"I had this idea that I could just be in the house recording music, and that it would be a real genuine reflection of how an artist makes a record and writes a song, although I knew that it would have a pop angle as well.

"I can't pretend that I was fooled into doing it, but it was so totally different to everything I'd done before that I remember feeling out of place and quite liking that feeling."

The series was to have a lasting effect on Henderson, whose main concern post-Academy was how he would regain his credibility.

"All the time I was second -guessing people's reactions. Trying to imagine how things would be perceived and how I could get rid of the label 'Ainslie From Fame Academy'," he admits.

"That wasn't good. Now I realise that as a singer, songwriter and a performer, all I have to do is make the best music I can and perform it the best I can. I don't have to worry about other people's preconceptions of me."

Although he believes that label is still a weight around his neck he also understands that "equally it opens doors" for him.

"I suppose eventually I forgave myself for having done it," he says. "It has all started to fall into perspective now.

"When Fame Academy happened it felt like this huge, huge thing. Then, as I got a bit of distance I realised that it was no bigger than one of mates getting a new job would have been to them.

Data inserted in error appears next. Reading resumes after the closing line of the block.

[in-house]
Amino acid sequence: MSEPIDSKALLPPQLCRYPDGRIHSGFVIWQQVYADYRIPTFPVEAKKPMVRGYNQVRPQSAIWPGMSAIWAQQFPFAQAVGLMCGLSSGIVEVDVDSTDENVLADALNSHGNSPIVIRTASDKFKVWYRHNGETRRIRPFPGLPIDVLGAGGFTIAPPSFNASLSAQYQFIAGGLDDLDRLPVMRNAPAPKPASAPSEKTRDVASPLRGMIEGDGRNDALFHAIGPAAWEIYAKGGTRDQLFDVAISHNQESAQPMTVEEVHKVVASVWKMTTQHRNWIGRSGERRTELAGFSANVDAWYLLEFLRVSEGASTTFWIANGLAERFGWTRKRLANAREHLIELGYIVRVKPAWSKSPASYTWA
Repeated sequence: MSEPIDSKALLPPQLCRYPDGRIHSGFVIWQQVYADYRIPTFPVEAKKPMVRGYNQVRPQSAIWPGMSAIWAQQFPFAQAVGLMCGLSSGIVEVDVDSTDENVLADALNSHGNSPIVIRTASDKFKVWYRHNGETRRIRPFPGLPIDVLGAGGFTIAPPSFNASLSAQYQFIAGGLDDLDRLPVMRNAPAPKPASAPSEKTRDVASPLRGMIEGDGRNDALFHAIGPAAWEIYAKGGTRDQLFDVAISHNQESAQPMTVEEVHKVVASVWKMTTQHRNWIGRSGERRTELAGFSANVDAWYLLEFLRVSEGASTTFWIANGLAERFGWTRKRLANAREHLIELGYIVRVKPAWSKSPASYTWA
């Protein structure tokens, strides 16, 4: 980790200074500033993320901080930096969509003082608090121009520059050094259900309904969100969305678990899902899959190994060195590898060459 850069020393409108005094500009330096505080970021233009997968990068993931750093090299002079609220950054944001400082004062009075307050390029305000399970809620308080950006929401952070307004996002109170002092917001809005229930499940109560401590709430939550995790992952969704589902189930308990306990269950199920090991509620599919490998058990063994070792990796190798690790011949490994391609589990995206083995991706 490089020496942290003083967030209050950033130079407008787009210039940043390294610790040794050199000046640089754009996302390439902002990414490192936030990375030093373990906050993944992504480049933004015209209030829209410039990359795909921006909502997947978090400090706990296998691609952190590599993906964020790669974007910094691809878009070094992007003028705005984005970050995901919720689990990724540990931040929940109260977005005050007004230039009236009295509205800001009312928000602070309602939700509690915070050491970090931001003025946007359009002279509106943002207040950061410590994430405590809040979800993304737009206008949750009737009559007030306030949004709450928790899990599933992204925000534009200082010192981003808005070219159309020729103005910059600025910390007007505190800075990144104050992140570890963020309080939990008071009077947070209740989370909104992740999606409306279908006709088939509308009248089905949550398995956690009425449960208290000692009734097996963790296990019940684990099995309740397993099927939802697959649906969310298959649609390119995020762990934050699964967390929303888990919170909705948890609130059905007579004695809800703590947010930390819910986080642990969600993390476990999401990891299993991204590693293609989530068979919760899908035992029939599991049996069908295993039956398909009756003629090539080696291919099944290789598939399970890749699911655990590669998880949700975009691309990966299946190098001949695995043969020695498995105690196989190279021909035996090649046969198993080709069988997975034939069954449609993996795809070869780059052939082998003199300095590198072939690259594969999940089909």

"Everybody has their own dramas and I now realise it was what it was and that it was a lot of fun - although I'd never do another reality TV show."

Returning to Edinburgh just over two years ago gave him that distance, and having "fought and struggled" to make it in London he suddenly realised that he had enough songs for an album.

Released on his own label Amphibian Husbandry, Growing Flowers By Candlelight has finally allowed him to leave his TV persona behind, something that is also reflected in his new image, which sees him bare-chested and vulnerable on his website www.ainslie

"Making the album was the turning point because now Growing Flowers By Candlelight is the last thing I did, not Fame Academy, and I'm proud of it."

As for the new look, he explains: "The show created this persona for me, the shiny Ainslie From Fame Academy - that guy who I felt so distanced from.

"I felt like I didn't know that guy, and that people had no idea who I really was, so I wanted to do something that was completely open and vulnerable. I didn't want to conceal myself.

"That's also why I like writing diary entries and blogs. I like speaking directly to people in an open and honest way. I want to carry on sharing myself, which for me is what making music and making art is all about."

• Ainslie Henderson, Bongo Club, Holyrood Road, doors 8pm, Wednesday, 3.50, 0131-558 7604

• Ainslie Henderson, Beanscene Haymarket, Grosvenor Street, 9pm, April 4, free, 0131-346 8043

• Growing Flowers By Candlelight is now available from any branch of Beanscene or